Saturday, April 29, 2017

Mary Maddox' Greatest Hit

Here's a neat record from our friends at the Preview label, featuring a singer who is not documented to have been credited on any other song-poem record, on Preview or any other label. She is listed as Mary Maddox. I am absolutely not the expert in the voices of the female singers from the Preview/MSR/Cinema world, so perhaps this voice is quite recognizable to some of you, but I certainly don't recognize her.

The song is called "So I Can Hold You", and the Preview band do a nice job, turning in a jangly, atmospheric mid-'60's pop hit sound. Ms. Maddox has the most vibrato this side of Ronnie Spector, and there is a nice pleading quality to her voice. All in all, it's a winner in my book.

Download: Mary Maddox - So I Can Hold You

On the flip side is, unless I'm very much mistaken, the singer most commonly billed as Dick Kent (although, like Gene Marshall, he showed up under many other names). There are little more than a dozen records on Preview by "Freddie Flagg", and as this is the only one of them I own, I don't know if that name always meant Dick Kent was the singer. Before I got this record, I didn't realize he'd recorded for Preview at all.

The song is "The Church Bells Ring", and no one involved appears to have been very inspired by the prosaic lyrics, to turn in anything but an equally workmanlike performance.

Download: Freddie Flagg (Dick Kent) - The Church Bells Ring

Thursday, April 20, 2017

Now They Think That He Is Stupid

I am amazed to find out that, in the long history of this project, only once have I featured the aggressive incompetence known as Billy Grey. I've always loved the statement made about Billy Grey on the American Song-Poem Music Archives Website, which was: One can only conclude, upon listening to his unique treatments, that he was hired strictly to make fun of the customers' lyrics.

In the case of the first song shared today, Billy Grey is paired with a lyricist of similarly limited talent, who submitted a poem containing the key line "They Don't Call It Love Any More", but which the author for some reason thought would work better under the confusing title "Love Any More".

This has all the hallmarks, to my ear, of someone who wanted to use a line (or a word), then tried to think up something which rhymed, and forced that other word into the rhyming line, regardless of its musicality or other appropriateness. Thus we get lines such as the one with which I titled this post, and, even more memorably:

Don't cha think it sounds pathetic
When they say it's genetic

This is, of course, an excellent way to write songs. I believe it was the first thing Cole Porter suggested, when he was asked.

Seriously, I have no idea what the above couplet means, nor do I understand the point the entire lyric is trying to make. Who stopped calling it love? And what do they call it now?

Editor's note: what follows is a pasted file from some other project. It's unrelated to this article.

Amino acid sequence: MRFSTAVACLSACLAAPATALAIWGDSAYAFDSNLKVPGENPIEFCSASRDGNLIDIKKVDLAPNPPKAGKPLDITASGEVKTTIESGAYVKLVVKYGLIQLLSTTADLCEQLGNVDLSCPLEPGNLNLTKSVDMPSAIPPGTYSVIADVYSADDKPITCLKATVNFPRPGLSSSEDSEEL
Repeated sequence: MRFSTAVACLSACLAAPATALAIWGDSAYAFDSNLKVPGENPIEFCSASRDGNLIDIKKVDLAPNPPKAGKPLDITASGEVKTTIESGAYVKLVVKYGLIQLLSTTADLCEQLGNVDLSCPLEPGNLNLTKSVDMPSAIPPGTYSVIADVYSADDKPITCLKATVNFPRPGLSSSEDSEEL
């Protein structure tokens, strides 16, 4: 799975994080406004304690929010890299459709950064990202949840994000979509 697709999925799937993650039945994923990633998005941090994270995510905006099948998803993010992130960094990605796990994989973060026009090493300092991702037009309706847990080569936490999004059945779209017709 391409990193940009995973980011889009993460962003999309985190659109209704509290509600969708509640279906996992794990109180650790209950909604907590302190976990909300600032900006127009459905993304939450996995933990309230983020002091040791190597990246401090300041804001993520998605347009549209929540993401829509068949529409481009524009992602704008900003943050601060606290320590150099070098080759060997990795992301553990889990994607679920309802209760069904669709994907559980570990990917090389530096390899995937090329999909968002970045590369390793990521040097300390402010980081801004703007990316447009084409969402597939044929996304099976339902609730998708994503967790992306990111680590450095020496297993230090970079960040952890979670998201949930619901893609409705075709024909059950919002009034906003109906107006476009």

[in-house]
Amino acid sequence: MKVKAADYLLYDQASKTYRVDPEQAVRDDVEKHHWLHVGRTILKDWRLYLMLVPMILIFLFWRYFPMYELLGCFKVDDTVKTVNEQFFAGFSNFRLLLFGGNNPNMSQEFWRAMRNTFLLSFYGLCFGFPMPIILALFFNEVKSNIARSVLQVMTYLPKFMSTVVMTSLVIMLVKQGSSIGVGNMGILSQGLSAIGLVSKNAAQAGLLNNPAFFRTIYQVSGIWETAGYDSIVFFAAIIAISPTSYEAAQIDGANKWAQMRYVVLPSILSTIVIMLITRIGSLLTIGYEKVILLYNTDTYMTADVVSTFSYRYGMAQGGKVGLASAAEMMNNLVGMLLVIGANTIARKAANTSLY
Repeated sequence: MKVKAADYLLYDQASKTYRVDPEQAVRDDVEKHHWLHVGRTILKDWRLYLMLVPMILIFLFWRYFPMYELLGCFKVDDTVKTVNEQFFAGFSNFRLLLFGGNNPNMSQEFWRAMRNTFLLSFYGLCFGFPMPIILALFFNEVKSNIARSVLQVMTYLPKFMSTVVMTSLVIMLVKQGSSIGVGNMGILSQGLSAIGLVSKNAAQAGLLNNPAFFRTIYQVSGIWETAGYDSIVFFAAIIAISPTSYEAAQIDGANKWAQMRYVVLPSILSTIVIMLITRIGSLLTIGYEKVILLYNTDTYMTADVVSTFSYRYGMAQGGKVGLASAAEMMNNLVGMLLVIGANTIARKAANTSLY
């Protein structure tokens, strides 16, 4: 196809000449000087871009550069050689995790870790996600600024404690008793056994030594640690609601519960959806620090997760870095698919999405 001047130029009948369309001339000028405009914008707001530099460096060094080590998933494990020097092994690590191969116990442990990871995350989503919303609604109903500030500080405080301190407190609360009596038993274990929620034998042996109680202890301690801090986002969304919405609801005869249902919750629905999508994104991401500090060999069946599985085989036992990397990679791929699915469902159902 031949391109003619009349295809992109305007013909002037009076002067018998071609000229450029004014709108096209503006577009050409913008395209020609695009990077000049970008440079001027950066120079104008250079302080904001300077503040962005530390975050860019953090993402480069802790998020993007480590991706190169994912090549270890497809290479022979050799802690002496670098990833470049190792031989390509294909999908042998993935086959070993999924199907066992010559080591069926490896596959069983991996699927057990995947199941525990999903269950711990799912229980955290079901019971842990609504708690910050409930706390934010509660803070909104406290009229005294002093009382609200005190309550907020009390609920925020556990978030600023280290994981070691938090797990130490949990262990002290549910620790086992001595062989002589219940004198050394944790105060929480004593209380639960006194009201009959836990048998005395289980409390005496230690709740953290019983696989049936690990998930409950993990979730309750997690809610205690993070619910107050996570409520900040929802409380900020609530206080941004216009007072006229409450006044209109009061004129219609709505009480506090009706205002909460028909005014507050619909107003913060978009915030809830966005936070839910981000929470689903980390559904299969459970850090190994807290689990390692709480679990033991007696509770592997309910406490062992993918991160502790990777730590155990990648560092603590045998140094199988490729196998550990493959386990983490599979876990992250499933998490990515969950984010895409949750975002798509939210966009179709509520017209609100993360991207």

The band's performance is also worth the price of admission. The drummer's showy fills suggest that he thought he was in another, perhaps better, recording session.

All in all, a rewarding concoction.

Download: Billy Grey - Love Any More

The b-side of this effort is "Foggy Morning", a sad, mournful tale of how everything was peachy yesterday, but today, she has not only stopped loving him, but has left him entirely. There's not much here for me to comment on - this is like at least 80% of the song-poems I listen to - bad, perhaps even incompetently so, but not entertainingly so, at least not to me.

Download: Billy Grey - Foggy Morning

Monday, April 10, 2017

If It's Circle D, It's Good!

The "Circle 'D'" label, out of Speedwell, Tennessee, seems to have been a teeny-tiny project. And based on the one site I can find that has captured some information on the label, found here, it's connection to the song-poem world seems quite tenuous. The other known releases on the label are largely religious in nature, and the one other label scan found does not feature the same song-writers as are seen on this record (a hallmark of these teeny labels is that often, all songs on the label are written by the same person or people).
However, at some point in the mid 1960's, someone named Ruth Ellen White teamed up with two different co-writers (and perhaps composers) to put together songs, and then bought the talents of two very disparate song-poem outfits, Sandy Stanton's Film City factory and the gigantic Globe song-poem operation. Remarkably, they produced records which - despite completely different instrumentation and singers, have the same tempo, general (rolling) beat and key.
From Film City, we have chief label star, and one-man-band, Rodd Keith (as Rod Rogers, of course), with a lovely midtempo ditty titled "Out Where the Coyotes Howl". This is not one of Rodd's greatest vocals or Chamberlin efforts, but the thick production has some appeal to me, as do the howls that he helpfully added to the mix.
On the flip side, we have Sammy Marshall, or Sonny Marcell, to be specific. True to its title, "Strumming the Old Guitar" is accompanied by guitar, although it does precious little strumming, and a lot more picking, behind a fairly dreary song.
But wait, maybe it's better than I think it is, because, as the label says, "If Its (sic) Circle D Its (sic) Good"